People have sex. It’s normal for people to have sex. So it’s not shocking we see it on the big screen. Sex scenes are uncomfortable viewing on a Sunday night watching a film with your Mum, but otherwise – it’s just sex. If writers and directors chose to hide it they’d perpetuate the view that sex = shameful, an outdated idea society is rightly moving past.

Sex scenes come bound in tension and not just the saucy kind. In light of the #MeToo movement it is more pressing than ever to acknowledge the potential for exploitation of actors and actresses. There are relevant and important conversations surrounding gratuitous nudity, particularly of women, that should be heard within the film community. In the event of discomfort, sex scenes aren’t sex scenes anymore, they’re exploitation. The problem is not with sex but with its context. Scenes that add to story and explore character are welcome. Otherwise not. We all agree on that.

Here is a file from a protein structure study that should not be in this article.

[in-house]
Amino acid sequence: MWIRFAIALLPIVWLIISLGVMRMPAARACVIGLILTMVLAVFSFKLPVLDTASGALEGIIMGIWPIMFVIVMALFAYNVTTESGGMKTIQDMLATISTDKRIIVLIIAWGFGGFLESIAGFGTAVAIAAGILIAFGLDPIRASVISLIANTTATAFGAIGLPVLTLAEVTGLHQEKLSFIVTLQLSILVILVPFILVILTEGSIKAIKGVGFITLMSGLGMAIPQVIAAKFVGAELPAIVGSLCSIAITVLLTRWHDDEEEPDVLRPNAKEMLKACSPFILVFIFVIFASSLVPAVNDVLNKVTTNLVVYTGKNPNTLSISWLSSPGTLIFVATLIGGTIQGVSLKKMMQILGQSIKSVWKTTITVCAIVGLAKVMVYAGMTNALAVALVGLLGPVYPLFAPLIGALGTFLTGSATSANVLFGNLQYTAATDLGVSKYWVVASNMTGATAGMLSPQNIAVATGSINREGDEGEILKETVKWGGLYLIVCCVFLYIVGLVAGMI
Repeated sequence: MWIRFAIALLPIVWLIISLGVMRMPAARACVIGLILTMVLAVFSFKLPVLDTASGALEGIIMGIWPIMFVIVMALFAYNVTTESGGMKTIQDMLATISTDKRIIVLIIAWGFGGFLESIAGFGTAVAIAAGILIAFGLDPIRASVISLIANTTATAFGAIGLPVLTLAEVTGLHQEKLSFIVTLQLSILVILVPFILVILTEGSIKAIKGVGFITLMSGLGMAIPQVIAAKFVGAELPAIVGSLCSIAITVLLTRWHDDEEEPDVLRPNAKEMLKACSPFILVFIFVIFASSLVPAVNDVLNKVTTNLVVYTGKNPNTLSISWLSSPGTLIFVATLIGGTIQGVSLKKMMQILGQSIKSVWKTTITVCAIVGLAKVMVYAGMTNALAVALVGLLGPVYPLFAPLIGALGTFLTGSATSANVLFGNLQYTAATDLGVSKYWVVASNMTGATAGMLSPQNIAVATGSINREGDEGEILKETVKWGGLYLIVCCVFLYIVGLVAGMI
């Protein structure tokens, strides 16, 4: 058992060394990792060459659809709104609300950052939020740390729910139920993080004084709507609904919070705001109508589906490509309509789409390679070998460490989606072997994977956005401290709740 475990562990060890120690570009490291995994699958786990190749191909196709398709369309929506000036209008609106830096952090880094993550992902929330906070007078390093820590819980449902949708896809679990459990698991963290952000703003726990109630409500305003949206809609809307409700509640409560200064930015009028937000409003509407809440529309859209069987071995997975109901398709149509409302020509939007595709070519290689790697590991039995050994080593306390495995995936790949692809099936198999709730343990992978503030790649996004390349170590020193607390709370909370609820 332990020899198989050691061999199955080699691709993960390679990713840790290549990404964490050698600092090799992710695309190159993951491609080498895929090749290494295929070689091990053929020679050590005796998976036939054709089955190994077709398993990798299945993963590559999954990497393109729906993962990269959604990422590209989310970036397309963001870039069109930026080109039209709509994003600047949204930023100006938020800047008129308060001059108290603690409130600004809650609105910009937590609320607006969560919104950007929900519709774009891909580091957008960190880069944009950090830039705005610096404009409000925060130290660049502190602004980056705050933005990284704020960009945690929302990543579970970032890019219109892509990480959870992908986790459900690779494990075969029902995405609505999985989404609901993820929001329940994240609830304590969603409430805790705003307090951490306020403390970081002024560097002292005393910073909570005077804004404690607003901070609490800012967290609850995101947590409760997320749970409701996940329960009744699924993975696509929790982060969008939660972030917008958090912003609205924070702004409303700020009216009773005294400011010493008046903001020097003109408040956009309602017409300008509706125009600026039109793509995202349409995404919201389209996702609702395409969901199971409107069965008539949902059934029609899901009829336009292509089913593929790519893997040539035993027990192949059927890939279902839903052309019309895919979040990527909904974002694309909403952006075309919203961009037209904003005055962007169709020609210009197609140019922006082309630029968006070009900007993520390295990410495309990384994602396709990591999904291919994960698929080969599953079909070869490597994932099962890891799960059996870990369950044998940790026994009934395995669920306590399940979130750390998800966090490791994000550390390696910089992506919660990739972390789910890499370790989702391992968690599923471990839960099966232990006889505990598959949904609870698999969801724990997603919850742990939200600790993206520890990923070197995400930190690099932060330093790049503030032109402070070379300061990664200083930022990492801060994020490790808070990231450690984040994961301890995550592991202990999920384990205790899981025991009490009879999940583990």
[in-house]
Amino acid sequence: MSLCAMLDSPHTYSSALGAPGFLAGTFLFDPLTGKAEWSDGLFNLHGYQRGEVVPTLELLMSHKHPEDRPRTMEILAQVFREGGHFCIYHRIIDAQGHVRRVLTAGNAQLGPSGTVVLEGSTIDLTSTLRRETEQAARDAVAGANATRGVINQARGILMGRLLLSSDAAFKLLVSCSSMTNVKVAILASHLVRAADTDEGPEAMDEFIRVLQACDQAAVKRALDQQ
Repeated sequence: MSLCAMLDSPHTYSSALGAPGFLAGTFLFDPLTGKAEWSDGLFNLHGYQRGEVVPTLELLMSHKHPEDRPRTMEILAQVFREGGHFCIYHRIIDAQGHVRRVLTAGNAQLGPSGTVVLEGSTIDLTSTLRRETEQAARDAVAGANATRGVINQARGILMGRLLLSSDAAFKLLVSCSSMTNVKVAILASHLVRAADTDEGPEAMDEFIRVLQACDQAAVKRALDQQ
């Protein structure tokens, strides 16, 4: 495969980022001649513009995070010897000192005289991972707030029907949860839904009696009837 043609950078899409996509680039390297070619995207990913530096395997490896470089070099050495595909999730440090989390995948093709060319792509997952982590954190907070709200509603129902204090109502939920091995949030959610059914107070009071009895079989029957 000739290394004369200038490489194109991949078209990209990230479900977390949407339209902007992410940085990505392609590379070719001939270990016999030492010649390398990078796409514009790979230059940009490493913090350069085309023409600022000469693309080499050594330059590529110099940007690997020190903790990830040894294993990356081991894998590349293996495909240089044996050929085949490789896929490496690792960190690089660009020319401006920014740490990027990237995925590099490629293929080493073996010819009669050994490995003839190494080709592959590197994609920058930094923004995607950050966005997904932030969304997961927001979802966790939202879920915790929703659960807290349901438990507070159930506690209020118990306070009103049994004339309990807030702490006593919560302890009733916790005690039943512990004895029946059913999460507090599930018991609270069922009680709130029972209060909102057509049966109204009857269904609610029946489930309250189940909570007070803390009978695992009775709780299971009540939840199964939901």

We can’t talk sex scenes without addressing the whip-wielding elephant in the room: Fifty Shades of Grey. It’s not to everyone’s taste but it shows an approach to sex that is considered taboo in conversation. Billionaire Christian Grey’s collection of toys is out of most people’s price range but for some, it’s the only insight they get. The film acts as an adult education and learning is never a bad thing. It’s scenes teach viewers that people have different kinds of sex, and that’s ok.

Fifty Shades is explicitly explicit; it knows what it is. But if that’s too much, consider the last few years in film. Titles that used sex to complement storytelling rather than compensate for limited writing have been, rightly, critically acclaimed. Think Carol, Call Me By Your Name, and their depiction of sex between same-sex couples. Call Me By Your Name uses warm hues to show longing and lust in scenes that are not fetishised but explore a homosexual relationship. The sex in Carol serves a purpose; it isn’t intended to be salacious but reflective. Scenes like this aren’t new, but their immediate box office popularity shows changing attitudes and increasing inclusivity.

There are sex scenes in films because people have sex. Some people have no sex – also ok. It’s really that simple. These scenes are necessary, not because viewers need to relate to characters, but because it helps us better understand each other. Some people do that? Cool.